Review by The Isolated Moviegoer:
A cappella singing, the lovable outcast of the musical world, has slowly but surely seeped its way into pop culture. From Rockapella on “Where in the World is Carmen Sandiego?” to Andy Bernard’s Here Comes Treble on “The Office,” the style’s appeal has grown without necessarily becoming legitimized. Most at home on college campuses, where a single institution is likely to have numerous groups, it’s only fitting that a feature film on the subject take place amidst academia.
Based on Mickey Rapkin’s investigative text, Pitch Perfect sounds like little more than Bring It On with singing. At its core is a fairly bare bones plot involving the all female Barden Bellas’ quest for a return to Nationals and a rivalry with their male counterparts, the Treblemakers. Adapted by veteran “30 Rock” writer Kay Cannon, however, the actual film is something far more entertaining: a broad, razor-wit stunner with more in common with Mean Girls than the generic fluff it appears to resemble.
Populating the standard set-up are the kinds of characters and situations that give a cappella its particular reputation. From auditions to rehearsals to performances and all the wacky traditions, initiations, and sideshows in between, Pitch Perfect is both a celebration of a cappella groups and a lampooning of its ridiculous facets, of which, as the film’s creators are keenly aware, there are many.
With the above-all-this Beca (Anna Kendrick) as our guide, the subculture is thoroughly brought to life. Under the direction of Avenue Q helmer Jason Moore, song selection, placement, and execution are all top notch. The charm of hearing a song performed solely with voices works its magic early, elevating clunkers from the likes of Bruno Mars and Kelly Clarkson to near-universal catchiness. For a ditty that was already good, like Blackstreet’s “No Diggity,” the sensation becomes downright euphoric. Regardless of each song’s inherent quality, the performances allow for plenty of humorous choreography and theatrics, but it’s the jokes themselves that are the film’s true stars.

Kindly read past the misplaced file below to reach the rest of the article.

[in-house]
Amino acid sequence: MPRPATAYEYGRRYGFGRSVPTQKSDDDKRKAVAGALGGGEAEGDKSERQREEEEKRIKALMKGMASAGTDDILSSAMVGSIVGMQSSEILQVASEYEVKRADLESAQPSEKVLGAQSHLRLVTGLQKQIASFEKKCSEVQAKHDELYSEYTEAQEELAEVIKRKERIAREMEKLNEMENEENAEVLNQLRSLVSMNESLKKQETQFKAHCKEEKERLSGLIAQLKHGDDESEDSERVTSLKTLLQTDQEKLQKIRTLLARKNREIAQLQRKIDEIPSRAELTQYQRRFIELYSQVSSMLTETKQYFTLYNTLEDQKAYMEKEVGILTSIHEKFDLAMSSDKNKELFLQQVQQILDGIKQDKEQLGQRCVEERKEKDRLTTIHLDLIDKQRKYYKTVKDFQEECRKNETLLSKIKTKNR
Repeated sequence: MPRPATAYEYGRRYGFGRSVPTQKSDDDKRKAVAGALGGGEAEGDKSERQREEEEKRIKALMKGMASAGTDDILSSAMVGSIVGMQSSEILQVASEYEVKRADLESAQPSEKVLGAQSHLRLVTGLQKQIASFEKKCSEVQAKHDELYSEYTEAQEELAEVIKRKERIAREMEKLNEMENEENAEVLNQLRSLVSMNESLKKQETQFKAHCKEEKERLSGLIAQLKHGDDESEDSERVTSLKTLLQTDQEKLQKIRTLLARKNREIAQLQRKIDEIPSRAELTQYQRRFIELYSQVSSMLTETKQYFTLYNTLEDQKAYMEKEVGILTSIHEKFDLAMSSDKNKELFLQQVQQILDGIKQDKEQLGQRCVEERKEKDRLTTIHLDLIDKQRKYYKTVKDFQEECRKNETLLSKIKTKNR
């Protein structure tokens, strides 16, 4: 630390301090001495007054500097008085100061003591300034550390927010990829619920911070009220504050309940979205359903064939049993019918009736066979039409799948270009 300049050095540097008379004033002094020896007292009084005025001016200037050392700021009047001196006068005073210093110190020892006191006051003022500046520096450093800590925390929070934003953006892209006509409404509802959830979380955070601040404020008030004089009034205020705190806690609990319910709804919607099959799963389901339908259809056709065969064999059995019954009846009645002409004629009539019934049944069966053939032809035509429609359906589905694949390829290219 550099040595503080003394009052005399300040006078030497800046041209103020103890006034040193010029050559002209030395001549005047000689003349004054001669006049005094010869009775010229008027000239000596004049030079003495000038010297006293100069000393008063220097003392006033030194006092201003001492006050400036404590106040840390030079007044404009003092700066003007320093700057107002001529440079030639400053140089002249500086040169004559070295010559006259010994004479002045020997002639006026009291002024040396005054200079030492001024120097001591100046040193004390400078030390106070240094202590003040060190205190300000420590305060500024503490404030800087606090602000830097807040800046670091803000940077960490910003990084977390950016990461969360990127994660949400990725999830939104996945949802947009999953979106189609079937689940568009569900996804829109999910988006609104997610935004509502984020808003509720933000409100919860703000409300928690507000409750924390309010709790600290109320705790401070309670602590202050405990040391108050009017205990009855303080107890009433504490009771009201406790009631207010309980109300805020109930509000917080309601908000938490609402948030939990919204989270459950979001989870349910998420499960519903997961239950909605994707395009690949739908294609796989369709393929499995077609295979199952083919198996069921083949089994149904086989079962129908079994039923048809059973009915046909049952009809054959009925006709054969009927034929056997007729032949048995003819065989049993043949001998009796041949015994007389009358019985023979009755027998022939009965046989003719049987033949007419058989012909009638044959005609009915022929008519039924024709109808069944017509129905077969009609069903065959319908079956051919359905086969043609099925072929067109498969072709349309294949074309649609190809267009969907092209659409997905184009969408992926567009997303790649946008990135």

Not a minute goes by without a strong laugh, anchored by the wacky antics of Rebel Wilson, feeling more at home here than in Bridesmaids. Cracking wise at the Bellas and their competitors are Elizabeth Banks and John Michael Higgins as extra dry commentators, carrying the torch lit by Jason Bateman and Gary Cole in Dodgeball. The duo’s faux sincerity cuts right to the heart of a cappella craziness, keeping the film’s tone light while revealing plenty of truth in jest.
On the not so great side, Pitch Perfect is a little homophobic, a storyline with Beca and her dad (John Benjamin Hickey) goes nowhere, and there are a couple of unfortunate gross-out gags (which, though dumb, are still funny). The first half also has several details that, as with almost every film, seem like desperate grasps at hipness. The prime culprit here is Beca’s interest in DJ-ing and remixing, but consistent with Cannon’s smart script, the typical throwaway inclusion comes nicely into play as the film progresses. At its peak synchronization, the detail feels borderline brilliant and solidifies the film’s success. Cannon’s mentor Tina Fey must surely be proud.
Competitive collegiate a cappella is a fairly narrow topic, but Moore’s and Cannon’s collaboration make it surprisingly accessible and an unlikely vehicle for general quality comedy. Built for more than simply fans of “Glee,” the film should appeal to anyone with a taste for ridiculousness. With such a fortified funny bone, the songs are merely a bonus.
Rated PG-13 for sexual material, language and drug references.
Pitch Perfect is currently playing at the Carolina Cinemas on Hendersonville Rd.
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